So assuming you have all that covered, what happens at that point? Why don’t you think you get a second look? What do you think you are doing or not doing that yields that result?

lots of ppl have dozens (or hundreds) of aquaintances; all of us are lucky to have one or two real friends. and you may not be “dating material” i.e. a player. but will make an excellent husband. it only takes one—the one you find who “gets” you. don’t give up. take the money you’re spending on therapists and join groups who are interested in what YOU are interested in. or volunteer doing something you really believe in. feed your own need & you’ll find somebody who needs the same thing.

What kinds of work have your therapists given you? Have you been given homework assignments? Do you do them? Therapists can only do so much, I’m afraid. Most of the heavy lifting has to do be done by you; all they can really do is stand on the sidelines and offer suggestions.

If all their suggestions seem wack (Go out and meet people!), then maybe you’d do better with the self-help approach. Not all problems, even psychological hang-ups, need therapist’s involvement.

Like others have mentioned, therapists can’t cure shyness on their own. There is nothing they can say or give you that will make the anxiety you feel before talking to someone go away.

The only way to overcome fear is by confronting it. You basically have to put yourself in very uncomfortable situations until the fear goes away.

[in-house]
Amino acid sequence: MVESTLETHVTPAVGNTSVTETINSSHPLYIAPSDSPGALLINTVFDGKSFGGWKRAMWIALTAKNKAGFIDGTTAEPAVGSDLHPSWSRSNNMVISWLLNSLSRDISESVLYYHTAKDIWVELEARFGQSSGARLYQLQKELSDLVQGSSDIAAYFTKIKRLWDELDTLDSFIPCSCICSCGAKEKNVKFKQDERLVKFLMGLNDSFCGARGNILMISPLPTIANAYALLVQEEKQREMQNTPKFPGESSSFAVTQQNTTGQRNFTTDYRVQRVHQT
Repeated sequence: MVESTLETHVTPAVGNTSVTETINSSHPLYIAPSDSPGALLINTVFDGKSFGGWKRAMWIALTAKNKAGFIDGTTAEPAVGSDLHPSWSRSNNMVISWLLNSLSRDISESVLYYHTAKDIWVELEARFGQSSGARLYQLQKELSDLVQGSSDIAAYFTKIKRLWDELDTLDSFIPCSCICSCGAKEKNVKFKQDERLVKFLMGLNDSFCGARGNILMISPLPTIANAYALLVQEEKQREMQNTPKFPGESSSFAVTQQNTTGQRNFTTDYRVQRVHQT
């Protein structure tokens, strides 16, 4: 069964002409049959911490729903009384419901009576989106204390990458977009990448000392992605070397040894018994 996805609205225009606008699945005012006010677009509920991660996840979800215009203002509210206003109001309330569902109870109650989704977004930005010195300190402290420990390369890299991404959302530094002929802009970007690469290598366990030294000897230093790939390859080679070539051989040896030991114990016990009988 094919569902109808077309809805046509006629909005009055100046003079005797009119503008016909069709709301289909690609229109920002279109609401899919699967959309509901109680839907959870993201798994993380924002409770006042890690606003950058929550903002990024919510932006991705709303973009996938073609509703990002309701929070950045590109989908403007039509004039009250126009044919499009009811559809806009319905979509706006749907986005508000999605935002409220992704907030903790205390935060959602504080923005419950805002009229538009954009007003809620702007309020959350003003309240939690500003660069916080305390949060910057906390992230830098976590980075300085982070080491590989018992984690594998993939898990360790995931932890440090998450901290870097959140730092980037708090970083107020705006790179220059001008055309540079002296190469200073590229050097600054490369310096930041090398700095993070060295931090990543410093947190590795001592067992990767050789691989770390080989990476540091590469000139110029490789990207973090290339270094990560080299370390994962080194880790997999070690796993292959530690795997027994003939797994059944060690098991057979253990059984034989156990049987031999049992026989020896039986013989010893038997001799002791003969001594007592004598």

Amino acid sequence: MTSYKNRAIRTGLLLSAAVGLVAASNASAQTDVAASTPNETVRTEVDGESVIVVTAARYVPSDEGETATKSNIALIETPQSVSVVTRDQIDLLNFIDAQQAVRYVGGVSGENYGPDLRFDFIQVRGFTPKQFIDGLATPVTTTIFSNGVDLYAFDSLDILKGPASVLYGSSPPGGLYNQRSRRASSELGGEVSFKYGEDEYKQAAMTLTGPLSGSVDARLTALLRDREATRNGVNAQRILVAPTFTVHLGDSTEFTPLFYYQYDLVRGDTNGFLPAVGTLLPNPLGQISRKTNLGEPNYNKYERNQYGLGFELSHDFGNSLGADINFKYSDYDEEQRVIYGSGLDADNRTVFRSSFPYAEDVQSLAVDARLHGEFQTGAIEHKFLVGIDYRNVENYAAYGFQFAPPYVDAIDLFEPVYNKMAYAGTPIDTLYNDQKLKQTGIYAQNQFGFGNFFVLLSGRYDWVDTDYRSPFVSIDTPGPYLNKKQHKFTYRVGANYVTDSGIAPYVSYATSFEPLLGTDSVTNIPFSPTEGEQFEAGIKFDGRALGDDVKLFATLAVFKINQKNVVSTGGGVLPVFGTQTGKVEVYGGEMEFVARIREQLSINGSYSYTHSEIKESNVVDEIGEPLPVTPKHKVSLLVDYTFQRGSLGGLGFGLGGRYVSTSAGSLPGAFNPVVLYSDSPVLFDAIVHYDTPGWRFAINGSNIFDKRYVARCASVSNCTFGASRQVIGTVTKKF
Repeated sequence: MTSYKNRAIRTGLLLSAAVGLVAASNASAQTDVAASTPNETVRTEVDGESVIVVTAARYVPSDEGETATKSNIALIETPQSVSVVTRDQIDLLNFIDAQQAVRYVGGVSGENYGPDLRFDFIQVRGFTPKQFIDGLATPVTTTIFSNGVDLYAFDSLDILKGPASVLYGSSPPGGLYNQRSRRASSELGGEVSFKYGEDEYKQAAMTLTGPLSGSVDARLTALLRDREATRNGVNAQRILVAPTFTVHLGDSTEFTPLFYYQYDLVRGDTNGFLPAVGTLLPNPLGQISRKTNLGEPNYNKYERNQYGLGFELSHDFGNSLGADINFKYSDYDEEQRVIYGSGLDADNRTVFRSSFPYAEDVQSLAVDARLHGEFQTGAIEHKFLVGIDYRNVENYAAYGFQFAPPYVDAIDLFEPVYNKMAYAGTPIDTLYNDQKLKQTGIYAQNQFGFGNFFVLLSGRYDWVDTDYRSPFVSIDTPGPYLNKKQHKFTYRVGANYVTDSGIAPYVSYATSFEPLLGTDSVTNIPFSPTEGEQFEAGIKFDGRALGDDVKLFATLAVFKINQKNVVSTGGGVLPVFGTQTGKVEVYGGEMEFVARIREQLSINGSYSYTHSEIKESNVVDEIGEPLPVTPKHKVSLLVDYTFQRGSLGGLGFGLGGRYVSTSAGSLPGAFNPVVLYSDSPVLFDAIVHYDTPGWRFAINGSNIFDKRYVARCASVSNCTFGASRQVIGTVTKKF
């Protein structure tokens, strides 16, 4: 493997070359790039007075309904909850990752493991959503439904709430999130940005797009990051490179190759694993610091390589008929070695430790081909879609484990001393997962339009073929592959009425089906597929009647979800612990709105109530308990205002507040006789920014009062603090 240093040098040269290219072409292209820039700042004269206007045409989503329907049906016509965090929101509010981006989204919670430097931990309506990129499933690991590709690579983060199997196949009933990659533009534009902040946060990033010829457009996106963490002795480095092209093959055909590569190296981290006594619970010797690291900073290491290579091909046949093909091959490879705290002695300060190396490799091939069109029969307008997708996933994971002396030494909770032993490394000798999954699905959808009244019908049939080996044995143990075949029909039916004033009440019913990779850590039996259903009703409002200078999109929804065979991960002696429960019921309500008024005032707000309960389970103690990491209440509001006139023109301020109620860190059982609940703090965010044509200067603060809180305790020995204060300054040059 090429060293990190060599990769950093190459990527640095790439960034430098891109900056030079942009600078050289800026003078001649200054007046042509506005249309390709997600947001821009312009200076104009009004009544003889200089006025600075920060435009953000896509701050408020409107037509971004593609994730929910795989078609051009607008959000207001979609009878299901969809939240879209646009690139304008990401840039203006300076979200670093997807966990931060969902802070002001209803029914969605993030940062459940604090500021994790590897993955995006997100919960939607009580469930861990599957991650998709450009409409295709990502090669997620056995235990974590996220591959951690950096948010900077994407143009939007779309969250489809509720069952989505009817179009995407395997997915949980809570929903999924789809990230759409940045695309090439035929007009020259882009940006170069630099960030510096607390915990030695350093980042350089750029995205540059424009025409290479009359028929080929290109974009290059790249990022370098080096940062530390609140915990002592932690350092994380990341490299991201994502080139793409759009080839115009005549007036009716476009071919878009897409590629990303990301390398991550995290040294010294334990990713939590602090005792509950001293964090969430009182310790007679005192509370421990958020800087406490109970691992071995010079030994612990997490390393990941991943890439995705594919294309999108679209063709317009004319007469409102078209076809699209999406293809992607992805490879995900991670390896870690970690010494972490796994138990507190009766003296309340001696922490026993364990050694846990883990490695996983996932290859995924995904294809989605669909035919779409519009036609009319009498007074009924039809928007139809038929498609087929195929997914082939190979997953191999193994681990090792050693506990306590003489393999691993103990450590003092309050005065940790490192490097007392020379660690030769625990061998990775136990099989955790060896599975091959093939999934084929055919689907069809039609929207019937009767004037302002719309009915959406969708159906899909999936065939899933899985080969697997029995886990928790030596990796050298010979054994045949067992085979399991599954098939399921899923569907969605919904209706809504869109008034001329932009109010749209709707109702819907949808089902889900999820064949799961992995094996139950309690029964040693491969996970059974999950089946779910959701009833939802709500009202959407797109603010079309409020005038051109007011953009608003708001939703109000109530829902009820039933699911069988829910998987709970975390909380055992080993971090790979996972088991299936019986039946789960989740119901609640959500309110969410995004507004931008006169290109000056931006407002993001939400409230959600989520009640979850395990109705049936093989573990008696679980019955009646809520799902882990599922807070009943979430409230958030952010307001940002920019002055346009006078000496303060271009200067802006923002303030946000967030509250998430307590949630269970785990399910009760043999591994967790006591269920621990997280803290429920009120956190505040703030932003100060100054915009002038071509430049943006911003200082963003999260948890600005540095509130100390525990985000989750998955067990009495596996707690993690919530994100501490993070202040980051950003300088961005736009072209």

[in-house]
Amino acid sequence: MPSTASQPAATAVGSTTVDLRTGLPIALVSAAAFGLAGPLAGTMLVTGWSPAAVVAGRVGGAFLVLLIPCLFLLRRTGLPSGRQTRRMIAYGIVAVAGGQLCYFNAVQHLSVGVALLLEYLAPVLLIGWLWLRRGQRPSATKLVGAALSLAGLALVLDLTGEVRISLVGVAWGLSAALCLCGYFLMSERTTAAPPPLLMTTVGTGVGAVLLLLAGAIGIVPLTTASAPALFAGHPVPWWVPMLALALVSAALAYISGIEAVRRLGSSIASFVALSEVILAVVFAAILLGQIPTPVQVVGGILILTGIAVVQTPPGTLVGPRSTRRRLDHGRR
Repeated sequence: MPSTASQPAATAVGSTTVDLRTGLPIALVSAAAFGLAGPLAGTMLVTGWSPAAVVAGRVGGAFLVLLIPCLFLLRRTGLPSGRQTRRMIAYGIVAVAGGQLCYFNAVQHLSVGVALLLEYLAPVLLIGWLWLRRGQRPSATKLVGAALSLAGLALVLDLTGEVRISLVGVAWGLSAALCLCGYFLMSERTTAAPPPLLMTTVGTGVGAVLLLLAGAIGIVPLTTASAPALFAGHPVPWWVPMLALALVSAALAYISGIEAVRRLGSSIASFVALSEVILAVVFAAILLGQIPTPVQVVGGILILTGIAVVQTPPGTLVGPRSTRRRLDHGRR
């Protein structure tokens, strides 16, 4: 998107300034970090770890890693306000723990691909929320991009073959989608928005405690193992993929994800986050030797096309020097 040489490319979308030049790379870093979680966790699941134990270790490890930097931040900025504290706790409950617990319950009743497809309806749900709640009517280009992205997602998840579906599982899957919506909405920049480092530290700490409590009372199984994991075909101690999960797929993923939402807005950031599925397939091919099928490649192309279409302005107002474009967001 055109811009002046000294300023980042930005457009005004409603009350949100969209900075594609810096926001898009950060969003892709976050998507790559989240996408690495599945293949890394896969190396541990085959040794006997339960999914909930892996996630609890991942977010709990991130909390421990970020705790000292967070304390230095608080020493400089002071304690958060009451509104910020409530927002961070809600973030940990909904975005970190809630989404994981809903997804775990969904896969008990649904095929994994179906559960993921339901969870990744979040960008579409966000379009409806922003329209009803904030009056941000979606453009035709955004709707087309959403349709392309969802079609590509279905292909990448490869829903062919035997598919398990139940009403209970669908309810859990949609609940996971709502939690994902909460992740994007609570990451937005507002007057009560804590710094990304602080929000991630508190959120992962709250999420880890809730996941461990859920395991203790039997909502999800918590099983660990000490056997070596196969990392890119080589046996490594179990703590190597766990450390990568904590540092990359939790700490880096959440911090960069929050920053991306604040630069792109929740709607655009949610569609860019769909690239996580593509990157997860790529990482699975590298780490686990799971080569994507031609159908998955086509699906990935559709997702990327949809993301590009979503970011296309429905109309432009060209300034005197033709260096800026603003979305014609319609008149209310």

What a therapist can do is to make you realize beforehand that your social fears are harmless. Once you get into a social setting, there will be nothing you can do to stop your brain from going into overdrive with social anxiety. Unfortunately, those fears will seem very real in that moment, and will only go away after you confront them.

Keep looking for a therapist you’re comfortable with, but don’t expect magic. The movies make it look like people overcome their fears by some great breakthrough that makes all the fear go away. That’s not how it works in real life. The fear only goes away after you sweat and panic your way through whatever it is your scared of.

The first few times you’ll be a nervous and ungraceful mess, but eventually you’ll start to get better.

Did you ever try group therapy? Frankly I can name a bunch of people who have a lot of the same exact problems as you.

Often if you work one on one, you’re not getting the correct feedback.

Too often you look for goals that aren’t going to happen. And you focus on the misery to the point where you forget about the joy of life.

I’m 46 years old, never been in love, can’t get a date, all the things you said, and I want those things, but I also came to realize, it’s probably not going to happen.

So what am I gonna do. Sit down and cry? Or I can DO something about it. So instead of crying, I go out and do things that I LIKE to do. Things that make me happy.

Let me tell you, if something happens to you more than once or twice, it’s probably you. Now I don’t mean this as a rap, but I mean it to say, you need to change direction and stop beating yourself against the wall.

Sometimes you can’t do that. Maybe you LIKE the way you are. And if you do, why should you change just to find someone. And if you don’t find love and friends, that doesn’t make you a lessor person. You need to learn to accept what you are.

I would find a therapist that will allow you to get into some sort of group therapy, where you can get feedback with others that are going through what you are.

Sometimes you’re too close to the forest to see the trees.

Finally go to the library and get this book. It’s an oldie but goodie by Dale Carnegie, it’s called, How To Stop Worrying And Start Living. I usually don’t go in for self help books but this is a good one.